Ten nations simultaneously ratified the Rome Statute of the International Criminal Court (ICC) on April 11, bringing the total number of ratifications for creation of the new United Nations court to 66 -- six more than required for the international treaty to go into effect. This treaty, concocted by a U.N. meeting in Rome in 1998, is scheduled to "enter into force" on July 1.
Yet the practical meaning of "enter into force" is not immediately clear. All of the ratifying countries, except for populous Nigeria, Germany and the United Kingdom, are lilliputian mice seeking to bell the U.S. cat and its citizens. Even including the three majors, the 66 ratifiers constitute less than one-sixth of the world's population. Nevertheless they presume to sit in judgment over the rest for a long list of "crimes against humanity" and other vague acts such as "aggression."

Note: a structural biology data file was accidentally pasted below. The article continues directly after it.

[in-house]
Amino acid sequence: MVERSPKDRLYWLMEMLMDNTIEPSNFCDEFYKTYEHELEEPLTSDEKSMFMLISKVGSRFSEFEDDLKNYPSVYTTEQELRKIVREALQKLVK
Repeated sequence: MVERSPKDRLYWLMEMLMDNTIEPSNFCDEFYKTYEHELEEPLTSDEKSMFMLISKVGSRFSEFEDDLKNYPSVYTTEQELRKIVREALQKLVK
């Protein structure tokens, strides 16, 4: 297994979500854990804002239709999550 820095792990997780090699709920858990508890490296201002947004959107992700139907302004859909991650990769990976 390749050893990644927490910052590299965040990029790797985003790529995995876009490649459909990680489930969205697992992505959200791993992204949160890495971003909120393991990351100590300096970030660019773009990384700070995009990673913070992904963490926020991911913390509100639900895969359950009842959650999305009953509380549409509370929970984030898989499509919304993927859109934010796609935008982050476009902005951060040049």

Critics of the ICC say accession to the jurisdiction of the U.N. court would be a degrading step down in the quality of justice afforded to U.S. citizens. As U.S. experts in international law point out, the ICC exercises the powers of a governing authority but has no mechanism to represent the consent of the governed.
With widespread concern throughout the U.S. Senate that prosecutors of the U.N. court would unfairly target U.S. military personnel deployed around the world, the Clinton administration never had anywhere near the votes in the Senate to ratify this treaty. Nonetheless, Bill Clinton signed the Rome treaty in the waning days of his presidency on Dec. 31, 2000 -- the very last day it was open for signatories. Signing does not mean that a country ultimately is committed, but only that it will seek ratification according to its national process. Clinton had no intention (or ability) to send it to the Senate because it was not in session. He simply dumped it in the lap of incoming President George W. Bush, critics say, hoping to embarrass him.
Political insiders at the White House say Bush will not be sending the treaty to the Senate. In fact, State Department spokesmen talk about "unsigning" the draft document, an unprecedented rebuke to Clinton and to an international community that has …